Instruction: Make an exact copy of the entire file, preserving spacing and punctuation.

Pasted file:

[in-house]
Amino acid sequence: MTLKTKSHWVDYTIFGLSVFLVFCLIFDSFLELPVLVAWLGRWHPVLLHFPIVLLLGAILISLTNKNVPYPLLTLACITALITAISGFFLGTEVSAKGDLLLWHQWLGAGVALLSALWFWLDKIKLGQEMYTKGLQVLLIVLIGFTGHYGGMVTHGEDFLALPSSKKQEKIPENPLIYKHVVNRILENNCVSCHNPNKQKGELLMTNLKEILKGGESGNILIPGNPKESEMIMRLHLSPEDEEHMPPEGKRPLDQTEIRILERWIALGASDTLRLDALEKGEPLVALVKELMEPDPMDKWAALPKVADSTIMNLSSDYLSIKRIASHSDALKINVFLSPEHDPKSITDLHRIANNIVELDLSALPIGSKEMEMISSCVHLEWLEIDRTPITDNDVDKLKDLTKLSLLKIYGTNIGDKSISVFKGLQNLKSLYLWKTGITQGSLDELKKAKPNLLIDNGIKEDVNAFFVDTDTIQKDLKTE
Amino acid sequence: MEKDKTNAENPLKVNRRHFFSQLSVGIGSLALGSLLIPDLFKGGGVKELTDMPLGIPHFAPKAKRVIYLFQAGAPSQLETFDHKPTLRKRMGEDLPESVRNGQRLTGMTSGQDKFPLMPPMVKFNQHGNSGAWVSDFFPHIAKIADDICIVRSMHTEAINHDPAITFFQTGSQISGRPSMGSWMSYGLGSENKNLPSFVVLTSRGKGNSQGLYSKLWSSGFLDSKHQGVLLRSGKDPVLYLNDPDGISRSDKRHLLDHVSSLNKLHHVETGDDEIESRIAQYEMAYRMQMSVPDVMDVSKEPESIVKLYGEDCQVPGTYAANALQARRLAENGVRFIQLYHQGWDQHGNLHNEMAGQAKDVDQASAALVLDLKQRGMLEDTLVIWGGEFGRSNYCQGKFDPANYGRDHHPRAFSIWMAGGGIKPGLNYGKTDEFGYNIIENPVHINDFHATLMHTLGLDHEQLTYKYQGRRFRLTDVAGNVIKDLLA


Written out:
[in-house]
Amino acid sequence: MTLKTKSHWVDYTIFGLSVFLVFCLIFDSFLELPVLVAWLGRWHPVLLHFPIVLLLGAILISLTNKNVPYPLLTLACITALITAISGFFLGTEVSAKGDLLLWHQWLGAGVALLSALWFWLDKIKLGQEMYTKGLQVLLIVLIGFTGHYGGMVTHGEDFLALPSSKKQEKIPENPLIYKHVVNRILENNCVSCHNPNKQKGELLMTNLKEILKGGESGNILIPGNPKESEMIMRLHLSPEDEEHMPPEGKRPLDQTEIRILERWIALGASDTLRLDALEKGEPLVALVKELMEPDPMDKWAALPKVADSTIMNLSSDYLSIKRIASHSDALKINVFLSPEHDPKSITDLHRIANNIVELDLSALPIGSKEMEMISSCVHLEWLEIDRTPITDNDVDKLKDLTKLSLLKIYGTNIGDKSISVFKGLQNLKSLYLWKTGITQGSLDELKKAKPNLLIDNGIKEDVNAFFVDTDTIQKDLKTE
Amino acid sequence: MEKDKTNAENPLKVNRRHFFSQLSVGIGSLALGSLLIPDLFKGGGVKELTDMPLGIPHFAPKAKRVIYLFQAGAPSQLETFDHKPTLRKRMGEDLPESVRNGQRLTGMTSGQDKFPLMPPMVKFNQHGNSGAWVSDFFPHIAKIADDICIVRSMHTEAINHDPAITFFQTGSQISGRPSMGSWMSYGLGSENKNLPSFVVLTSRGKGNSQGLYSKLWSSGFLDSKHQGVLLRSGKDPVLYLNDPDGISRSDKRHLLDHVSSLNKLHHVETGDDEIESRIAQYEMAYRMQMSVPDVMDVSKEPESIVKLYGEDCQVPGTYAANALQARRLAENGVRFIQLYHQGWDQHGNLHNEMAGQAKDVDQASAALVLDLKQRGMLEDTLVIWGGEFGRSNYCQGKFDPANYGRDHHPRAFSIWMAGGGIKPGLNYGKTDEFGYNIIENPVHINDFHATLMHTLGLDHEQLTYKYQGRRFRLTDVAGNVIKDLLA